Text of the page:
February 19, 2018
Sometimes I sit down at my desk, look at my emails and I get one that I am not prepared for. That happened today. Kate Hugo swam for OSHY from the 7th grade through high school. As an OSHY swimmer she had good times and not so good times, some National teams and some hard years. After OSHY she moved on to Carthage College where she had quite a bit of success including a few conference titles and school records.
This last weekend Kate finished her collegiate swimming career. Jeanne, Kate's mom, sat down and wrote this letter to all the parents that are still "doing it", that aren't yet done with being a swim team parent.
A Letter To The New Swim Parent
As my daughter’s 14th season of swimming comes to a close I can’t help but think back and wonder was it all worth it? A swimming family makes so many sacrifices. Driving to 6am practices, sleeping in hotels most weekends, spending a lot of money, losing family dinners, and sitting on bleachers in a hot pool for too many hours to count are just a few examples.
I really do think it was the best thing that happened to my daughter, however. In addition to being good for her very strong hyperactive body, it taught numerous life lessons. The concept of team before self, setting goals that may take YEARS to accomplish, and perseverance top the list. Dealing with coach changes, new team philosophies, a lot of strong personalities, and continuing to work through all of that to achieve goals.
I remember as Kate reached high school she was really burning out. As a young swimmer it is very rewarding because you change one thing or grow an inch and you take off 10 seconds in a swim. Everyone gets so excited and you come home with a bunch of ribbons. Later years require a lot more patience. I distinctly remember her saying “I can’t look at that stripe on the bottom of a pool for one more day. I just can’t”. She did step away for a while, but it kept calling her back.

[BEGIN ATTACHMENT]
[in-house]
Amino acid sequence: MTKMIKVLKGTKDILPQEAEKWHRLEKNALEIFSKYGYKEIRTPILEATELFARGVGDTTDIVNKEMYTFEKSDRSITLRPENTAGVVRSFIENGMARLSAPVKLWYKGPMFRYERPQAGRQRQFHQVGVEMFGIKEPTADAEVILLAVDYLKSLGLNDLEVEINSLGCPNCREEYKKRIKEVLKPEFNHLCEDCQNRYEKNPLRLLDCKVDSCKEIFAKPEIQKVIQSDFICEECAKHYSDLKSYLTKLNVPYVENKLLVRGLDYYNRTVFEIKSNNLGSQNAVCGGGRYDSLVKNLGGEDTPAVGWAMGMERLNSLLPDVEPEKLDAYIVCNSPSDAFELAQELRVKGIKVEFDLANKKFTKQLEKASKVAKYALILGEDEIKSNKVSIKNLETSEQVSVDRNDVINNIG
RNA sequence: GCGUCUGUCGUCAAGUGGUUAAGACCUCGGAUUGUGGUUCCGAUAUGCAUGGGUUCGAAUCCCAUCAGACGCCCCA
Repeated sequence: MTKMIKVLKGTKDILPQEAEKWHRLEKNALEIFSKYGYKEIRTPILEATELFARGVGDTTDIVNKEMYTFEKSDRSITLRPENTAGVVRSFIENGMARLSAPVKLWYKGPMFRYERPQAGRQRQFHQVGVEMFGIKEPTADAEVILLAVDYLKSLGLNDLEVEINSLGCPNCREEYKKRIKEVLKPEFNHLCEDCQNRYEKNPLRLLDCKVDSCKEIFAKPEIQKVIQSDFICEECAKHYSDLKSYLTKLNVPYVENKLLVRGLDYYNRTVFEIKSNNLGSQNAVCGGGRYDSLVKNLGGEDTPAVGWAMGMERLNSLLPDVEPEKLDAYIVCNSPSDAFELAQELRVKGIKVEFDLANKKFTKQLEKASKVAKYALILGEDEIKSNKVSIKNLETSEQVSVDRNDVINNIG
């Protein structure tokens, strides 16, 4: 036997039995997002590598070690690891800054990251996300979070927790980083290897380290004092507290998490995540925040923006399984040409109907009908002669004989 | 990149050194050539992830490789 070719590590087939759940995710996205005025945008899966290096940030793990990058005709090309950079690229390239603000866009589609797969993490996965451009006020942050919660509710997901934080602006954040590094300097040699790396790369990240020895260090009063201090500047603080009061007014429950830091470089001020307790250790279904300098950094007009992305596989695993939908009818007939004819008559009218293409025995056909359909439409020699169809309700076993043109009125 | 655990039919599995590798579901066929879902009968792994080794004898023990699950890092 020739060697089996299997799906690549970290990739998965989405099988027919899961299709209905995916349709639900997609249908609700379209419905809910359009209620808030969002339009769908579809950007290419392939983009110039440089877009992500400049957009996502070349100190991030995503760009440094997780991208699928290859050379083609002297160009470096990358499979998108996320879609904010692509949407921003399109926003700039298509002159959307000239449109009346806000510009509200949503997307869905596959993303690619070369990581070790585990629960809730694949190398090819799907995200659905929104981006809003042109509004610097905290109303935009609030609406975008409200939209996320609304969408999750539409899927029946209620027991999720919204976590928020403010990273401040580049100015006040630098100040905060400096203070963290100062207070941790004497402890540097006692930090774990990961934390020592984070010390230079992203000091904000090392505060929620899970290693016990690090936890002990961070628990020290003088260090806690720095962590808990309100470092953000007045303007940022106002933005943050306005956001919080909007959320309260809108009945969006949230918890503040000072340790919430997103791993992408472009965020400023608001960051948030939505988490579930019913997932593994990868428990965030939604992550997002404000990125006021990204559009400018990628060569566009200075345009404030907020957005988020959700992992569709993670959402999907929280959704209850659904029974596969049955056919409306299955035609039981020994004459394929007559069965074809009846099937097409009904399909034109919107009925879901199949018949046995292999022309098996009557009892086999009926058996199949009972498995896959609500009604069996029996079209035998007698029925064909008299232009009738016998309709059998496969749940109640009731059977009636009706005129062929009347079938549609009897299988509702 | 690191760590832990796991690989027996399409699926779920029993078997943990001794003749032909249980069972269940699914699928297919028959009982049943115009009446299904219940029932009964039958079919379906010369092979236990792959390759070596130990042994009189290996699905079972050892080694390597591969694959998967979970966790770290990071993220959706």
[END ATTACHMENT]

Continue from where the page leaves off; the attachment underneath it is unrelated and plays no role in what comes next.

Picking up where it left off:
Watching her swim her last event this weekend and gutting it out after being sick all morning I was just in awe. She achieved all her goals for her season and in her words “I achieved goals I didn’t know I had”. I know that the lessons learned over these years will serve her well as she enters the workforce and the rest of her life.
So parents, when you are sick of getting up in the dark, washing so many towels, sitting in the bleachers, tired of the “drama” that always accompanies club sports, and having a really hungry kid eating all your food please remember it will help them for years to come.